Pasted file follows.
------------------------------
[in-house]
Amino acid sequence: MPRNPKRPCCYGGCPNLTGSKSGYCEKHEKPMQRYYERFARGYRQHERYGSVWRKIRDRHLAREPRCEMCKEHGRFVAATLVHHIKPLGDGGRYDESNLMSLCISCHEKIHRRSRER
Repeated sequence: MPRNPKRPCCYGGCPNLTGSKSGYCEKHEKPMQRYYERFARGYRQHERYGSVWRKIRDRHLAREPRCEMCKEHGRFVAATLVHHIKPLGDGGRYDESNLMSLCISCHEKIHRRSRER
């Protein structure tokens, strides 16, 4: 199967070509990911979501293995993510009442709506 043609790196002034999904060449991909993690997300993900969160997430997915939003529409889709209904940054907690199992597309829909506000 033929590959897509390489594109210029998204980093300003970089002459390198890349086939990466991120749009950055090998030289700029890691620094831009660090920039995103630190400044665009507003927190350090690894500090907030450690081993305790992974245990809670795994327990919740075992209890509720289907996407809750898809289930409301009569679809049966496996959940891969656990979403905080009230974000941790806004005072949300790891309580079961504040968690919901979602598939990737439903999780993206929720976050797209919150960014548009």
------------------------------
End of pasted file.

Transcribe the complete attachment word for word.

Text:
[in-house]
Amino acid sequence: MPRNPKRPCCYGGCPNLTGSKSGYCEKHEKPMQRYYERFARGYRQHERYGSVWRKIRDRHLAREPRCEMCKEHGRFVAATLVHHIKPLGDGGRYDESNLMSLCISCHEKIHRRSRER
Repeated sequence: MPRNPKRPCCYGGCPNLTGSKSGYCEKHEKPMQRYYERFARGYRQHERYGSVWRKIRDRHLAREPRCEMCKEHGRFVAATLVHHIKPLGDGGRYDESNLMSLCISCHEKIHRRSRER
């Protein structure tokens, strides 16, 4: 199967070509990911979501293995993510009442709506 043609790196002034999904060449991909993690997300993900969160997430997915939003529409889709209904940054907690199992597309829909506000 033929590959897509390489594109210029998204980093300003970089002459390198890349086939990466991120749009950055090998030289700029890691620094831009660090920039995103630190400044665009507003927190350090690894500090907030450690081993305790992974245990809670795994327990919740075992209890509720289907996407809750898809289930409301009569679809049966496996959940891969656990979403905080009230974000941790806004005072949300790891309580079961504040968690919901979602598939990737439903999780993206929720976050797209919150960014548009």